Special Issue "Membrane Processes and Energy"

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A special issue of Membranes (ISSN 2077-0375). This special issue belongs to the section "Membrane Processes (Applications)".

Deadline for manuscript submissions: closed (31 July 2012)

Special Issue Editor

Guest Editor
Prof. Dr. Eric Favre

Laboratoire Réactions et Génie des Procédés, ENSIC, 1 rue Grandville, BP 20451, 54001 Nancy Cedex, France
Fax: +33 383 322975
Interests: polymeric membrane materials; pervaporation; gas separation processes; membrane contactors; design and modelling of membrane processes

Special Issue Information

Dear Colleagues,

Energy is one of the major challenges of the 21st century. On the one hand, the world energy demand is continuously increasing, while the availability of fossil fuel resources is expected to decrease; on the other hand, fossil fuel use leads to greenhouse gases emissions which have to be mitigated in order to prevent global warming. In that context, membrane processes can offer key advantages through a large variety of operations:

- In the traditional energy sector, uranium enrichment is often performed thanks to membranes and gas permeation for natural gas treatment is increasingly applied.

- Hydrogen, the potential energy vector of the future can be produced (e.g., by natural gas water reforming) and purified by membrane processes.

- In terms of energy production from renewable resources,  novel membrane processes which do not make use of fossil resources are actively investigated: for instance, pressure retarded osmosis or reverse electro-dialysis could provide electrical energy through concentration differences between solutions which naturally occur on the planet.

- In terms of energy use, membrane separations are also often considered as one of the key technology for intensified and sustainable production processes, because they can often achieve a high energy efficiency. These characteristics explain the success of membranes for water desalination by reverse osmosis (in place of thermal processes such as evaporation), or fuel cells in the transportation sector (another promising technology which makes use of a membrane). New applications are also expected to emerge for the separation of liquid mixtures in the chemical process industries (nanofiltration, pervaporation) in place energy demanding thermal processes such as distillation.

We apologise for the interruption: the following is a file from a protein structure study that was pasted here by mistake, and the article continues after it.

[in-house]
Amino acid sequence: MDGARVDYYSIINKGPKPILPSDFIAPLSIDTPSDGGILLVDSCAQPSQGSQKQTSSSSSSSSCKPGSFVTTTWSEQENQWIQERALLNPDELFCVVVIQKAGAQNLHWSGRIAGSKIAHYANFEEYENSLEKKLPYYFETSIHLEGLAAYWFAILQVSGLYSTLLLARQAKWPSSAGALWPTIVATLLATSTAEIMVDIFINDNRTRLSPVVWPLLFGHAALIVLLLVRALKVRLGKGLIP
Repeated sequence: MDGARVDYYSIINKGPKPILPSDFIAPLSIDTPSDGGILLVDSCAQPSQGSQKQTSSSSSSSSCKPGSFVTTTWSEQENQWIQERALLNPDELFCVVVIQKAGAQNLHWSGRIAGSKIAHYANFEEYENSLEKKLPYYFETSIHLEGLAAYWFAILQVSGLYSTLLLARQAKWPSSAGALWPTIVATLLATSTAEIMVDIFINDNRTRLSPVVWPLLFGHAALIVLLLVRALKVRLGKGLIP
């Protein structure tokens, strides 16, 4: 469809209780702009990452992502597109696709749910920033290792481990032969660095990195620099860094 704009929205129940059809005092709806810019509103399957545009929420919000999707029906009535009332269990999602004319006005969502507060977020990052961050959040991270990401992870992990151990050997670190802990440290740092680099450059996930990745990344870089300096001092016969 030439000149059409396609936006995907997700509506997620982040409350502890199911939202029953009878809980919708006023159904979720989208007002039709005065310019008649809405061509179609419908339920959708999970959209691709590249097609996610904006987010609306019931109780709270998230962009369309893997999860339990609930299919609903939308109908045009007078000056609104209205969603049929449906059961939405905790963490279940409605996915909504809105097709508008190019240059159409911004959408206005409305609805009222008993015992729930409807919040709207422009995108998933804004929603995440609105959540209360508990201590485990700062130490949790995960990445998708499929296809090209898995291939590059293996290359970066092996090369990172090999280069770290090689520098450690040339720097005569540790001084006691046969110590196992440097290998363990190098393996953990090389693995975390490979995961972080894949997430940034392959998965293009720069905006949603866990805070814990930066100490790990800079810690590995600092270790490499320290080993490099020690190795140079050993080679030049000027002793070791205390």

This special issue intends to cover these different topics. Studies dedicated to theoretical aspects, or new experimental results which highlight one of the many facets of membrane processes in relationship with energy issues will be welcome.

Prof. Dr. Eric Favre
Guest Editor

Keywords

  • energy
  • efficiency
  • production
  • recovery
  • processes
  • reverse osmosis
  • gas permeation
  • pervaporation
  • nanofiltration
  • electrodialysis
  • water treatment
  • hybrid processes

Published Papers (5 papers)

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Research

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Open AccessArticle The Fouling of Zirconium(IV) Hydrous Oxide–Polyacrylate Dynamically Formed Membranes during the Nanofiltration of Lactic Acid Solutions
Membranes 2013, 3(4), 415-423; doi:10.3390/membranes3040415
Received: 15 November 2013 / Revised: 22 November 2013 / Accepted: 25 November 2013 / Published: 10 December 2013
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Abstract
The results of investigations of flux decline during nanofiltration (NF) of lactic acid solutions using dynamically formed zirconium(IV) hydrous oxide/polyacrylate membranes (Zr(IV)/PAA) under conditions resulting in low and high lactic acid rejection are reported. The experimental permeate flux versus time curves were [...] Read more.
The results of investigations of flux decline during nanofiltration (NF) of lactic acid solutions using dynamically formed zirconium(IV) hydrous oxide/polyacrylate membranes (Zr(IV)/PAA) under conditions resulting in low and high lactic acid rejection are reported. The experimental permeate flux versus time curves were analyzed in the frame of resistance in a series model with the aim of developing the characteristic of resistances. Analysis of experimental data and results of calculations showed that the reduction of fouling effects in the investigated system could be achieved due to appropriate hydrodynamic process conditions and regular rinsing with deionized water. Full article
(This article belongs to the Special Issue Membrane Processes and Energy)
Open AccessArticle A Study of the Effect of Heat-Treatment on the Morphology of Nafion Ionomer Dispersion for Use in the Passive Direct Methanol Fuel Cell (DMFC)
Membranes 2012, 2(4), 841-854; doi:10.3390/membranes2040841
Received: 14 November 2012 / Accepted: 26 November 2012 / Published: 6 December 2012
Cited by 5 | PDF Full-text (1658 KB) | HTML Full-text | XML Full-text
Abstract
Aggregation in heat-treated Nafion ionomer dispersion and 117 membrane are investigated by 1H and 19F Nuclear Magnetic Resonance (NMR) spectra, spin-lattice relaxation time, and self-diffusion coefficient measurements. Results demonstrate that heat-treatment affects the average Nafion particle size in aqueous dispersions. [...] Read more.
Aggregation in heat-treated Nafion ionomer dispersion and 117 membrane are investigated by 1H and 19F Nuclear Magnetic Resonance (NMR) spectra, spin-lattice relaxation time, and self-diffusion coefficient measurements. Results demonstrate that heat-treatment affects the average Nafion particle size in aqueous dispersions. Measurements on heat-treated Nafion 117 membrane show changes in the 1H isotropic chemical shift and no significant changes in ionic conductivity. Scanning electron microscopy (SEM) analysis of prepared cathode catalyst layer containing the heat-treated dispersions reveals that the surface of the electrode with the catalyst ink that has been pretreated at ca. 80 °C exhibits a compact and uniform morphology. The decrease of Nafion ionomer’s size results in better contact between catalyst particles and electrolyte, higher electrochemically active surface area, as well as significant improvement in the DMFC’s performance, as verified by electrochemical analysis and single cell evaluation. Full article
(This article belongs to the Special Issue Membrane Processes and Energy)
Open AccessArticle Investigation of La1−xSrxCrO3− (x ~ 0.1) as Membrane for Hydrogen Production